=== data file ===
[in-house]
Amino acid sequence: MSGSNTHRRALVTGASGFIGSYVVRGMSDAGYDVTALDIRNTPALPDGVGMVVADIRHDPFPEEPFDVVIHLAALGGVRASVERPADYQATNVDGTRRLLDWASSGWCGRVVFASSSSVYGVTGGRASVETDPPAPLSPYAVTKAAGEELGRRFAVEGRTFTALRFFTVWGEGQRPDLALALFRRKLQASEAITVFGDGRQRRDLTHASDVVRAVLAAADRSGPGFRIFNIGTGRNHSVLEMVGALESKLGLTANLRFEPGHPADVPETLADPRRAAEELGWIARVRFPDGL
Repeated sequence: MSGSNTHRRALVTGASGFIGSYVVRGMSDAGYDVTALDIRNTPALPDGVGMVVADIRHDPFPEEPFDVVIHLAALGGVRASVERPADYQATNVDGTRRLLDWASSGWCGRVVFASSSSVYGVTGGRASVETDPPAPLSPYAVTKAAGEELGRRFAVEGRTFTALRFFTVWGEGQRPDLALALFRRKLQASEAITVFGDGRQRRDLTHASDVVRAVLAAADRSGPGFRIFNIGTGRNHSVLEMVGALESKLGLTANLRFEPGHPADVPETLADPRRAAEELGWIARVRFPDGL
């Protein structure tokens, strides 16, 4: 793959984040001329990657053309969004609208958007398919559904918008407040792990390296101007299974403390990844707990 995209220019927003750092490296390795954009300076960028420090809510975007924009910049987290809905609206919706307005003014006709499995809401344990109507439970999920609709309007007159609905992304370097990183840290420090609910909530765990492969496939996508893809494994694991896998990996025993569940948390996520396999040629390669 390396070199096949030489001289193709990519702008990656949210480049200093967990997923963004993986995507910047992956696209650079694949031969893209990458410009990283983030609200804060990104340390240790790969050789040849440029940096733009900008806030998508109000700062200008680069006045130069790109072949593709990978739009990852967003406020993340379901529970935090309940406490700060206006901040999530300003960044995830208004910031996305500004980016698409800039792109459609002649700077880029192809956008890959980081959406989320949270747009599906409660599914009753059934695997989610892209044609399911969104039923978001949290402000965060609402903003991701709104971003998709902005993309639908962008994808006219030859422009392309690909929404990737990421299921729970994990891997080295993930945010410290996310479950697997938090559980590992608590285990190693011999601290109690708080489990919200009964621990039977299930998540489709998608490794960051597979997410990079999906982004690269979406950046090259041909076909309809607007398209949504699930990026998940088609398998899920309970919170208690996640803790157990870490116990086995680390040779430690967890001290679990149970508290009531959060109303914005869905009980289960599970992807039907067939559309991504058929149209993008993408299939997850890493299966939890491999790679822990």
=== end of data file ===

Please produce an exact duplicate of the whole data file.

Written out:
[in-house]
Amino acid sequence: MSGSNTHRRALVTGASGFIGSYVVRGMSDAGYDVTALDIRNTPALPDGVGMVVADIRHDPFPEEPFDVVIHLAALGGVRASVERPADYQATNVDGTRRLLDWASSGWCGRVVFASSSSVYGVTGGRASVETDPPAPLSPYAVTKAAGEELGRRFAVEGRTFTALRFFTVWGEGQRPDLALALFRRKLQASEAITVFGDGRQRRDLTHASDVVRAVLAAADRSGPGFRIFNIGTGRNHSVLEMVGALESKLGLTANLRFEPGHPADVPETLADPRRAAEELGWIARVRFPDGL
Repeated sequence: MSGSNTHRRALVTGASGFIGSYVVRGMSDAGYDVTALDIRNTPALPDGVGMVVADIRHDPFPEEPFDVVIHLAALGGVRASVERPADYQATNVDGTRRLLDWASSGWCGRVVFASSSSVYGVTGGRASVETDPPAPLSPYAVTKAAGEELGRRFAVEGRTFTALRFFTVWGEGQRPDLALALFRRKLQASEAITVFGDGRQRRDLTHASDVVRAVLAAADRSGPGFRIFNIGTGRNHSVLEMVGALESKLGLTANLRFEPGHPADVPETLADPRRAAEELGWIARVRFPDGL
């Protein structure tokens, strides 16, 4: 793959984040001329990657053309969004609208958007398919559904918008407040792990390296101007299974403390990844707990 995209220019927003750092490296390795954009300076960028420090809510975007924009910049987290809905609206919706307005003014006709499995809401344990109507439970999920609709309007007159609905992304370097990183840290420090609910909530765990492969496939996508893809494994694991896998990996025993569940948390996520396999040629390669 390396070199096949030489001289193709990519702008990656949210480049200093967990997923963004993986995507910047992956696209650079694949031969893209990458410009990283983030609200804060990104340390240790790969050789040849440029940096733009900008806030998508109000700062200008680069006045130069790109072949593709990978739009990852967003406020993340379901529970935090309940406490700060206006901040999530300003960044995830208004910031996305500004980016698409800039792109459609002649700077880029192809956008890959980081959406989320949270747009599906409660599914009753059934695997989610892209044609399911969104039923978001949290402000965060609402903003991701709104971003998709902005993309639908962008994808006219030859422009392309690909929404990737990421299921729970994990891997080295993930945010410290996310479950697997938090559980590992608590285990190693011999601290109690708080489990919200009964621990039977299930998540489709998608490794960051597979997410990079999906982004690269979406950046090259041909076909309809607007398209949504699930990026998940088609398998899920309970919170208690996640803790157990870490116990086995680390040779430690967890001290679990149970508290009531959060109303914005869905009980289960599970992807039907067939559309991504058929149209993008993408299939997850890493299966939890491999790679822990």